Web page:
5. I had a friend tell me just the other day that she could taste nothing "special" in homemade bread and that she thought store bought was better. Gasp! The Horror! I told her that she was crazy and not eating the right homemade bread - lol. I will need to try this one out and have her try a slice with some homemade red raspberry jelly. Thanks for sharing.

  6. Thanks so much for this recipe. I need gluten free food and this bread looks like a bread that would be good tasting. Thanks for sharing.


  7. It is so very nice and a wonderful blessing to see gluten-free bread make without rice flour. My daughter is gluten-free plus allergic to rice. Thank you for a wonderful recipe and blog.

  8. I would love to try this. We have an allergic-to-everything kid coming to visit so it's quite challenging to cook for her. She's also allergic to eggs so I'm thinking of using a flax seed and water substitute. I see the caveat not to sub flours, but do you think it would be okay to sub the egg?

  9. Delicious!! The bread looks wonderfully soft and it is just begging for butter and jam.

  10. Hello, This looks great and I am sure it is but do you have any idea what I could sub the bean flour out with, it doesn't seem to agree with my hubby and I would love to make a bread of this type for him.
    Thanks alma

  11. Does garbanzo bean flour instead of white bean flour?

  12. Thank you for this great gluten-free bread recipe. It sounds delicious!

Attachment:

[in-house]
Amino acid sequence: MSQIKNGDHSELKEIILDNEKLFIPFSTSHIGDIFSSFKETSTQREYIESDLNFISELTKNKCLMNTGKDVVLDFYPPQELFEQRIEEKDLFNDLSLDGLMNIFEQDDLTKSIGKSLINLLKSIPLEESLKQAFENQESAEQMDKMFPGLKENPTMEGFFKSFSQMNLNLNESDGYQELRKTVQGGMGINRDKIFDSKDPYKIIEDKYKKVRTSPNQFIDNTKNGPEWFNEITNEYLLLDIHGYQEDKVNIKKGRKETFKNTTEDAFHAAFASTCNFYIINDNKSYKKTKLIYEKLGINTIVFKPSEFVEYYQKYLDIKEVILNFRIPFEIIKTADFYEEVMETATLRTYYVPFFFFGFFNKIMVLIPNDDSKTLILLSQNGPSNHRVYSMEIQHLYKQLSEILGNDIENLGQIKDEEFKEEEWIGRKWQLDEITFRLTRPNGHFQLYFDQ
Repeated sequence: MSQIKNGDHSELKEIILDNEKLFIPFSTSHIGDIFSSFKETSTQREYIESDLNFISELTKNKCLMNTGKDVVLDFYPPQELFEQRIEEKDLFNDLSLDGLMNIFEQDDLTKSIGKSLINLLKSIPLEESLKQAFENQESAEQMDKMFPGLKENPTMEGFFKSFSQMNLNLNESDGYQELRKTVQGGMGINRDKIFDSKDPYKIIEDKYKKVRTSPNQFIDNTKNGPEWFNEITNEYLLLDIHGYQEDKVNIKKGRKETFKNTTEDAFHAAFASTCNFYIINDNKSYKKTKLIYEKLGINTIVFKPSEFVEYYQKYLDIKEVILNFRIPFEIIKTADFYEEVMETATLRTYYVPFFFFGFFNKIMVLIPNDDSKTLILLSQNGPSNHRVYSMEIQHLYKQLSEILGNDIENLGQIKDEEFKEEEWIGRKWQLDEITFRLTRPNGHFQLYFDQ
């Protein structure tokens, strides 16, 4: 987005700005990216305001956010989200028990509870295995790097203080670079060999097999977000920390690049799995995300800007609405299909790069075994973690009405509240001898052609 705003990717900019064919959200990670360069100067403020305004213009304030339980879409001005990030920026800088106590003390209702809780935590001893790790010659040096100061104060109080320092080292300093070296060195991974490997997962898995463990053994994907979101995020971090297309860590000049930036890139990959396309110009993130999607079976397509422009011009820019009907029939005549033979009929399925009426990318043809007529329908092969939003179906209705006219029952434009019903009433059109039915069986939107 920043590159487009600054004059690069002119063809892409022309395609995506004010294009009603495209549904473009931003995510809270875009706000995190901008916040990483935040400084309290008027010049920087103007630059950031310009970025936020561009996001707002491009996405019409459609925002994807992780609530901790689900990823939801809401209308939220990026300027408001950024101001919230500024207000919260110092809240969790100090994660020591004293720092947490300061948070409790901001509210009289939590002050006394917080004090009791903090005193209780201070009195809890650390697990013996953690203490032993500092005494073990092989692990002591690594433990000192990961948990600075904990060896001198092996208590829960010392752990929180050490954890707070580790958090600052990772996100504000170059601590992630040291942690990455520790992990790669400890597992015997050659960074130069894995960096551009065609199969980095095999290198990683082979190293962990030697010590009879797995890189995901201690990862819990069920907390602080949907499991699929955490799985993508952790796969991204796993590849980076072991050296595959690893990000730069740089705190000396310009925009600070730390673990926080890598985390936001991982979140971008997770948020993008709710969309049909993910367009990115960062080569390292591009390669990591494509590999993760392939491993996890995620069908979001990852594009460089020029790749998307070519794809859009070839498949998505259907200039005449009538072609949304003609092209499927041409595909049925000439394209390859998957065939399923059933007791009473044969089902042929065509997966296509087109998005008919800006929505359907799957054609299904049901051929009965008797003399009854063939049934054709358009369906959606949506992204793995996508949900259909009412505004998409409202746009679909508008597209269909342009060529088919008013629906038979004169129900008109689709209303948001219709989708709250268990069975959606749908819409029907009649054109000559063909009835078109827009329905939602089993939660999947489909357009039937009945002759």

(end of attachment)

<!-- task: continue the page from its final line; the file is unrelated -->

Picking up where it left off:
13. Can't wait to try this! Thanks Julie! :)

  14. I feel really lost with these flour ingredients. I can usually look at a recipe and say "oh no don't have X, I'll use Y, but 1/4 cup less. Why I think I'll have it with soda, which means, hmm, have to use buttermilk/yogurt/sour milk and walnuts or figs. Etc.

    Where does the bean flour fit? Is it a flour as an ingredient, or a protein? Maybe, it's a leavening?

    Is it really true I can't use my barley flour? I see studies that say yes, others that say nooooo you cannot.

    Help Mme Julie. Maybe you need to make a post about the topic, substitutions, what works where and why.

    I cannot afford, physically or financially, to experiment.


  15. Can you grind the bean flour in a food processor or blender? I don't have a grain mill, but would love to be able to tame the "bean taste" in gf baked goods.

  16. Dear KipperCat... If you have a good coffee grinder (have a 10.00 grinder that I keep for my gf flour/nuts) you can use that. It is a bit time consuming but it works quite well.
    Buy the small white beans in your local grocery store.
    Grind some of the beans in your grinder, then pour into a fine seive, sift out the fine flour and regrind what is left in the seive. You will have to repeat the grinding several times.
    But your end result is quite satisfactory.